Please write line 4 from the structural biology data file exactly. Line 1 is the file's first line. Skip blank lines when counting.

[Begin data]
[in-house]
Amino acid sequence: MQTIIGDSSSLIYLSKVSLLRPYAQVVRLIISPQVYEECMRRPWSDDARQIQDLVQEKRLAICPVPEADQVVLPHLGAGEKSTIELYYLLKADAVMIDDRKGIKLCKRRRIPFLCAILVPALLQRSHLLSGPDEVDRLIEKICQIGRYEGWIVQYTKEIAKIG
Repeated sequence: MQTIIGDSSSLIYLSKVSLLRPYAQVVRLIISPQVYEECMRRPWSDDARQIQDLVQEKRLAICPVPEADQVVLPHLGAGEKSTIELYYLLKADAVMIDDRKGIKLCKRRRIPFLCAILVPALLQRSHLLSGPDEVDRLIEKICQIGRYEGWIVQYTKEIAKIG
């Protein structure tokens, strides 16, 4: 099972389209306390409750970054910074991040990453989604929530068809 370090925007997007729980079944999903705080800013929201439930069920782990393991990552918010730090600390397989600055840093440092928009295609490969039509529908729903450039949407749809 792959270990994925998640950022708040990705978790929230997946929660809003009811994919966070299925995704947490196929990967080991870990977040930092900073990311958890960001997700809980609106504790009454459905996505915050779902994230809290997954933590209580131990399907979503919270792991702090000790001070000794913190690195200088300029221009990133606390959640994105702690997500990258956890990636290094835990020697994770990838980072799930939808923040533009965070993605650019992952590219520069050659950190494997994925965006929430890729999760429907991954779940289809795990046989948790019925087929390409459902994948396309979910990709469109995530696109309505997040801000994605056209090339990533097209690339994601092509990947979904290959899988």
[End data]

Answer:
């Protein structure tokens, strides 16, 4: 099972389209306390409750970054910074991040990453989604929530068809 370090925007997007729980079944999903705080800013929201439930069920782990393991990552918010730090600390397989600055840093440092928009295609490969039509529908729903450039949407749809 792959270990994925998640950022708040990705978790929230997946929660809003009811994919966070299925995704947490196929990967080991870990977040930092900073990311958890960001997700809980609106504790009454459905996505915050779902994230809290997954933590209580131990399907979503919270792991702090000790001070000794913190690195200088300029221009990133606390959640994105702690997500990258956890990636290094835990020697994770990838980072799930939808923040533009965070993605650019992952590219520069050659950190494997994925965006929430890729999760429907991954779940289809795990046989948790019925087929390409459902994948396309979910990709469109995530696109309505997040801000994605056209090339990533097209690339994601092509990947979904290959899988």